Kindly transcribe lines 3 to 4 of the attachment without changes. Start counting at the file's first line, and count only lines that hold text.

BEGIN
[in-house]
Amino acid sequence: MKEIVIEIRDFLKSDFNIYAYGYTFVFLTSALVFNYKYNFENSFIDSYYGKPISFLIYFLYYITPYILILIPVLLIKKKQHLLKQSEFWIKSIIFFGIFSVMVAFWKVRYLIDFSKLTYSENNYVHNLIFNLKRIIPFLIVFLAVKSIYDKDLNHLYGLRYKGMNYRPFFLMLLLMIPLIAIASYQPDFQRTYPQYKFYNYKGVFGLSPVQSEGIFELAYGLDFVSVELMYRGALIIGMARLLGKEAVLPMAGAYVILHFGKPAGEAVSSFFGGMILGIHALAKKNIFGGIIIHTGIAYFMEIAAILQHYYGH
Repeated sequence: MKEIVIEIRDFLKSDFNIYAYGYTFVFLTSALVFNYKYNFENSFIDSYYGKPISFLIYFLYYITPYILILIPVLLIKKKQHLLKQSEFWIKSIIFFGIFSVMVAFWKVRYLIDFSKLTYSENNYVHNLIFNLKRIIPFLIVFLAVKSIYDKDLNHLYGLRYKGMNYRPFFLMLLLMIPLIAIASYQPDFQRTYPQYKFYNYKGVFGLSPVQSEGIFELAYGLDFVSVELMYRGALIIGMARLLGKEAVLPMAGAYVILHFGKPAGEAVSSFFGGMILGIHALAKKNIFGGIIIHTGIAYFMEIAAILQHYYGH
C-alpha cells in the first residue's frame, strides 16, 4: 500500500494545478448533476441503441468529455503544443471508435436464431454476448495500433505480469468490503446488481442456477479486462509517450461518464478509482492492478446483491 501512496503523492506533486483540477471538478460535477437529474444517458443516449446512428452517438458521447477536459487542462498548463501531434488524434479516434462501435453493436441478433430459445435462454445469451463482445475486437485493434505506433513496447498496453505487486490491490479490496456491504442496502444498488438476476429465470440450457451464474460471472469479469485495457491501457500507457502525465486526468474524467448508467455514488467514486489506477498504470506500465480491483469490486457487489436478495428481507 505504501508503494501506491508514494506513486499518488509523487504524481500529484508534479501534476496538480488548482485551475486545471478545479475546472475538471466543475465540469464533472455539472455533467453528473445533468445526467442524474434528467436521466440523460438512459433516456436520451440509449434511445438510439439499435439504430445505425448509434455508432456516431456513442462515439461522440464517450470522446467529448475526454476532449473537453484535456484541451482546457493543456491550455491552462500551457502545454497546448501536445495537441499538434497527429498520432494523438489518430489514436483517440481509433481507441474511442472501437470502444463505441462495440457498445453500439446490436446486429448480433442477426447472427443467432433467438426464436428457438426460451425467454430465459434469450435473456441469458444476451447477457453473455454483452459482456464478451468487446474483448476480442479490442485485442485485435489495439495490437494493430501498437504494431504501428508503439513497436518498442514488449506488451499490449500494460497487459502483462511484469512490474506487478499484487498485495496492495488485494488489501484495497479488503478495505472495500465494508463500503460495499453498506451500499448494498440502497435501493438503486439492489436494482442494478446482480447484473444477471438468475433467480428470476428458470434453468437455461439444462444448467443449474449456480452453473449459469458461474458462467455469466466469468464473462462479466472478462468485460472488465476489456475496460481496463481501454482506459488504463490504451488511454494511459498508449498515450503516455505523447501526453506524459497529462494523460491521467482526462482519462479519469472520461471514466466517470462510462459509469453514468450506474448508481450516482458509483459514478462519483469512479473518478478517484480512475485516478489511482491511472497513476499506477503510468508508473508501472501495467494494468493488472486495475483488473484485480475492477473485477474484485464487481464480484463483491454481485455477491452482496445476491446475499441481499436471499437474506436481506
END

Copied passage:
Repeated sequence: MKEIVIEIRDFLKSDFNIYAYGYTFVFLTSALVFNYKYNFENSFIDSYYGKPISFLIYFLYYITPYILILIPVLLIKKKQHLLKQSEFWIKSIIFFGIFSVMVAFWKVRYLIDFSKLTYSENNYVHNLIFNLKRIIPFLIVFLAVKSIYDKDLNHLYGLRYKGMNYRPFFLMLLLMIPLIAIASYQPDFQRTYPQYKFYNYKGVFGLSPVQSEGIFELAYGLDFVSVELMYRGALIIGMARLLGKEAVLPMAGAYVILHFGKPAGEAVSSFFGGMILGIHALAKKNIFGGIIIHTGIAYFMEIAAILQHYYGH
C-alpha cells in the first residue's frame, strides 16, 4: 500500500494545478448533476441503441468529455503544443471508435436464431454476448495500433505480469468490503446488481442456477479486462509517450461518464478509482492492478446483491 501512496503523492506533486483540477471538478460535477437529474444517458443516449446512428452517438458521447477536459487542462498548463501531434488524434479516434462501435453493436441478433430459445435462454445469451463482445475486437485493434505506433513496447498496453505487486490491490479490496456491504442496502444498488438476476429465470440450457451464474460471472469479469485495457491501457500507457502525465486526468474524467448508467455514488467514486489506477498504470506500465480491483469490486457487489436478495428481507 505504501508503494501506491508514494506513486499518488509523487504524481500529484508534479501534476496538480488548482485551475486545471478545479475546472475538471466543475465540469464533472455539472455533467453528473445533468445526467442524474434528467436521466440523460438512459433516456436520451440509449434511445438510439439499435439504430445505425448509434455508432456516431456513442462515439461522440464517450470522446467529448475526454476532449473537453484535456484541451482546457493543456491550455491552462500551457502545454497546448501536445495537441499538434497527429498520432494523438489518430489514436483517440481509433481507441474511442472501437470502444463505441462495440457498445453500439446490436446486429448480433442477426447472427443467432433467438426464436428457438426460451425467454430465459434469450435473456441469458444476451447477457453473455454483452459482456464478451468487446474483448476480442479490442485485442485485435489495439495490437494493430501498437504494431504501428508503439513497436518498442514488449506488451499490449500494460497487459502483462511484469512490474506487478499484487498485495496492495488485494488489501484495497479488503478495505472495500465494508463500503460495499453498506451500499448494498440502497435501493438503486439492489436494482442494478446482480447484473444477471438468475433467480428470476428458470434453468437455461439444462444448467443449474449456480452453473449459469458461474458462467455469466466469468464473462462479466472478462468485460472488465476489456475496460481496463481501454482506459488504463490504451488511454494511459498508449498515450503516455505523447501526453506524459497529462494523460491521467482526462482519462479519469472520461471514466466517470462510462459509469453514468450506474448508481450516482458509483459514478462519483469512479473518478478517484480512475485516478489511482491511472497513476499506477503510468508508473508501472501495467494494468493488472486495475483488473484485480475492477473485477474484485464487481464480484463483491454481485455477491452482496445476491446475499441481499436471499437474506436481506